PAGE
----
The Washington Post recently wrote about The surprisingly cutthroat race to build the world’s fastest elevator, looking at the new elevator to the observation deck of the Shanghai Tower, the world’s second tallest building. The elevator reaches a top speed of 18 meters per second, or about 40 miles per hour. Adam Taylor compares this to other elevators:
The Burj Khalifa in Dubai is the only skyscraper in the world taller than Shanghai Tower, but its elevators go barely half the speed. The fastest elevator in the West, installed at 1 World Trade Center in Manhattan, runs at a paltry 23 mph. (10 M/S)
I have been in that elevator at the WTC, as a guest of the manufacturer, ThyssenKrupp. I take issue with that word “paltry.”
(Full disclosure: I have been a guest of ThyssenKrupp a lot, because I am fascinated by elevators, moving sidewalks and transport systems in general. Elevators are one of the most energy efficient means of transport, and you get a lot more people housed going vertically than you do horizontally, so they have an important role to play in green building. See more stories in related links at bottom of post.)
There is a fundamental issue that Adam Taylor fails to discuss in the Post article, and that is the difference between speed and acceleration. In fact, the “elevator problem” is basic high school physics,
[the] application of Newton's second law to the forces felt in an elevator. If you are accelerating upward you feel heavier, and if you are accelerating downward you feel lighter. If the elevator cable broke, you would feel weightless since both you and the elevator would be accelerating downward at the same rate.
The elevator could be going 80 or 100 MPH and as long as it is a constant speed, you wouldn’t feel the movement. It’s the acceleration and deceleration that you feel, pressing you into the floor or making you feel lighter. Standard practice in the elevator industry is that 1.5 M/S² is pushing the limits of comfort.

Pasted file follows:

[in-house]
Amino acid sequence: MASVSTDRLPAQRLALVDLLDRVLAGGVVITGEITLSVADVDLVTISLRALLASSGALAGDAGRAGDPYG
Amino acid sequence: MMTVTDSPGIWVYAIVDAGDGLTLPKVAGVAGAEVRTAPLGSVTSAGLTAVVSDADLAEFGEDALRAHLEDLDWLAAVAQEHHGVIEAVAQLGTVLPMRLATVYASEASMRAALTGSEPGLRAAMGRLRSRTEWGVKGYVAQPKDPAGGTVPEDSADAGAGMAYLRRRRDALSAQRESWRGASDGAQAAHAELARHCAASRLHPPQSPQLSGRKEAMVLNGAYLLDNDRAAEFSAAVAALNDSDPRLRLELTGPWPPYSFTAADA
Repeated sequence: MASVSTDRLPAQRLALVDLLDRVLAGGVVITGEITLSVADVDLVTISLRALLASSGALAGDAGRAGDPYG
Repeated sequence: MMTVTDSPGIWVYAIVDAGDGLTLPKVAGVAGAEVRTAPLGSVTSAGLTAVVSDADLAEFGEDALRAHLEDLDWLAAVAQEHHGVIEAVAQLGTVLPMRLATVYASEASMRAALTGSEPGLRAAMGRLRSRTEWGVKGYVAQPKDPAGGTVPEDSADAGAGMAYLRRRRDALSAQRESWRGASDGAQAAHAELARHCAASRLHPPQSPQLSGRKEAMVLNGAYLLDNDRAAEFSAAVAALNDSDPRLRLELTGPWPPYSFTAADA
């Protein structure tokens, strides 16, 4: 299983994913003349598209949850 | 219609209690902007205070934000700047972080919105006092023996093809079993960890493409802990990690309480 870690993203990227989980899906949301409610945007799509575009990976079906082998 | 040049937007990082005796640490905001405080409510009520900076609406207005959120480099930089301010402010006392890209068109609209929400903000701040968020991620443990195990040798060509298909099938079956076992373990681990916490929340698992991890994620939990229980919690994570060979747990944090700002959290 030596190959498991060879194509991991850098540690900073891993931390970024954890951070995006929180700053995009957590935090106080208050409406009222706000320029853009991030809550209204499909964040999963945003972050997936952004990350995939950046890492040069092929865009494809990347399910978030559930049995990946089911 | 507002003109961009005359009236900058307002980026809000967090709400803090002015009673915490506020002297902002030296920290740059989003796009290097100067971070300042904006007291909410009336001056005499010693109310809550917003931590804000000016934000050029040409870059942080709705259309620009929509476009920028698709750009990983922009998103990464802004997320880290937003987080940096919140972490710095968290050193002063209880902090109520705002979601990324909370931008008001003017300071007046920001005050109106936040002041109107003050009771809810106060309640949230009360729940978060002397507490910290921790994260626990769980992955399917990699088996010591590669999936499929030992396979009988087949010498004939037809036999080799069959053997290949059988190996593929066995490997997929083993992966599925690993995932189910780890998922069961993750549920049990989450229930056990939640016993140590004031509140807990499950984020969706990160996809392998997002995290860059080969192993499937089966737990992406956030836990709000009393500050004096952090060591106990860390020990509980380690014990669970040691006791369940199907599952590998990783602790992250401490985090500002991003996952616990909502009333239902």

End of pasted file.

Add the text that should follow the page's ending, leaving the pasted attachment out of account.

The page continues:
Top speed does matter, as you can see in this example from ThyssenKrupp, comparing what happens at 10 m/s max to 20 m/s max- the slower elevator reaches top speed and runs without accelerating for a while, adding 12 seconds to the trip. The faster elevator just keeps accelerating until it reaches top speed and then has to start decelerating.
Speed also matters when it comes to the issue of ears popping, and our bodies can handle going up better than they can going down. Elevator expert James Fortune writes:
Ear comfort and pressure changes do not usually affect healthy elevator riders unless the descent speeds exceed 10 m/s and vertical travel exceeds 500 meters. For this reason, virtually all of the latest supertall high-speed lifts, with “up” travel speeds of 10 to 20.5 m/s, have a maximum “down” speed of 10 m/s.
And in fact, as Adam Taylor notes, the Shanghai Tower elevator does descend at a maximum speed of 22.3 MPH (9.96 meters per second). There is also the issue of how much time is actually saved by designing for twice the maximum speed; when you add in the reality of stopping, unloading and reloading, it doesn’t add up to much compared to the huge expense.
So really, there is no surprisingly cutthroat race to build the fastest elevator, as a lot of companies are not even competing, because it makes so little sense. And all the comments in the Post that complain about how America has lost its lead in everything and doesn’t know how to build anymore and it’s all Obama’s fault that everything has gone to China miss the point:
An elevator is supposed to get you there in comfort, without your ears popping at high speed and without your stomach rising or sinking thanks to the acceleration. The speed of the WTC elevator isn’t “paltry”- it is pretty much as fast as you can go for that distance without people complaining. And they still build pretty good elevators in America and Germany.